The first living things on Earth were one-celled organisms, known as prokaryotes, that came into existence between about 3.5 and 4.1 billion years ago.

Prokaryotes do not have a cell nucleus.

Cells with nuclei are known as eukaryotic cells, and organisms that have such cells, including human beings, are knows as eukaryotes.

When the Earth was first formed, it was extremely hot.
Eventually, it cooled enough for the crust to solidify. Volcanoes formed, pouring ammonia, methane, nitrogen and carbon dioxide into the atmosphere.

Organic molecules coalesced in the oceans to form these molecules, and eventually formed prokaryotic cells.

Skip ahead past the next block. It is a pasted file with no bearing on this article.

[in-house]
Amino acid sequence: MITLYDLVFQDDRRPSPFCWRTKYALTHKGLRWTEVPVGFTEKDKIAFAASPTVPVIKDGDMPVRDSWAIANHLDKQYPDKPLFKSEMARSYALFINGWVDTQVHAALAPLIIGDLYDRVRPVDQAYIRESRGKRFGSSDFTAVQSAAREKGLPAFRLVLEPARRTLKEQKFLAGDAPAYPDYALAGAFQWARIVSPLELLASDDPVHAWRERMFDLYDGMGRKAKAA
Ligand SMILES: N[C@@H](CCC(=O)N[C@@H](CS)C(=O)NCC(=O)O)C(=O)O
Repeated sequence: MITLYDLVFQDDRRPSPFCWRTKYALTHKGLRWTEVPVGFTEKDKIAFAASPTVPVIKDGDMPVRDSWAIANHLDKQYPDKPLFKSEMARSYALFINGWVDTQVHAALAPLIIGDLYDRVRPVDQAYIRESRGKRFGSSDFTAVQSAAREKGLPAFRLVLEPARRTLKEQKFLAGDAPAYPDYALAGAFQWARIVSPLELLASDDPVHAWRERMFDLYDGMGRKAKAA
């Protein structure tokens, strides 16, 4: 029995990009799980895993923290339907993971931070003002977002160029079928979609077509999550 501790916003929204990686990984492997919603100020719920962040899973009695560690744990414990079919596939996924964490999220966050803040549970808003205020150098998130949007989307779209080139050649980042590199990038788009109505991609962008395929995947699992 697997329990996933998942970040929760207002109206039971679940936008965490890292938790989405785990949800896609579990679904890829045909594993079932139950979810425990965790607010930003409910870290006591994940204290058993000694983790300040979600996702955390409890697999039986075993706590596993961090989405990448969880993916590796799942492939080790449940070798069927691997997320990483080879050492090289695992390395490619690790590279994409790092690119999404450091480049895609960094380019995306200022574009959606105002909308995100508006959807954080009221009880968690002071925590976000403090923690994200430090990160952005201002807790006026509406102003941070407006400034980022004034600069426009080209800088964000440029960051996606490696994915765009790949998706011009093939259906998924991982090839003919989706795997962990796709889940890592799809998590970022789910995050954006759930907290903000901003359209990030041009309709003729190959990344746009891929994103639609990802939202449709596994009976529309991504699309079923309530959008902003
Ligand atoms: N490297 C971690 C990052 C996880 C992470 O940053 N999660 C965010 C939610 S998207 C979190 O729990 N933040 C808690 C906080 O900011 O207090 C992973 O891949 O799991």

When the first prokaryotes lived, there was almost no free oxygen in the air. Therefore, they were anaerobic (didn't breathe oxygen).

They probably ingested amino acids and excreted carbon dioxide and methane.

There are two types of prokaryotes - bacteria and archaea.

Archaea may have been the earliest form of life on Earth.

They live in extreme environments such as hot springs and deep sea vents.

The conditions in these environments resemble conditions that existed early in the Earth's history.


Stromatolites are layered structures of sediments that form in shallow bodies of waters.

Most of them are formed when large mats of microorganisms, known as microbial mats, trap sedimentary grains together.

These microorganisms are usually cyanobacteria, a type of bacteria also known as blue-green algae. Cyanobacteria use the process of photosynthesis to obtain energy.

3.5 million year old fossils of cyanobacteria have been found in stromatolites in Australia.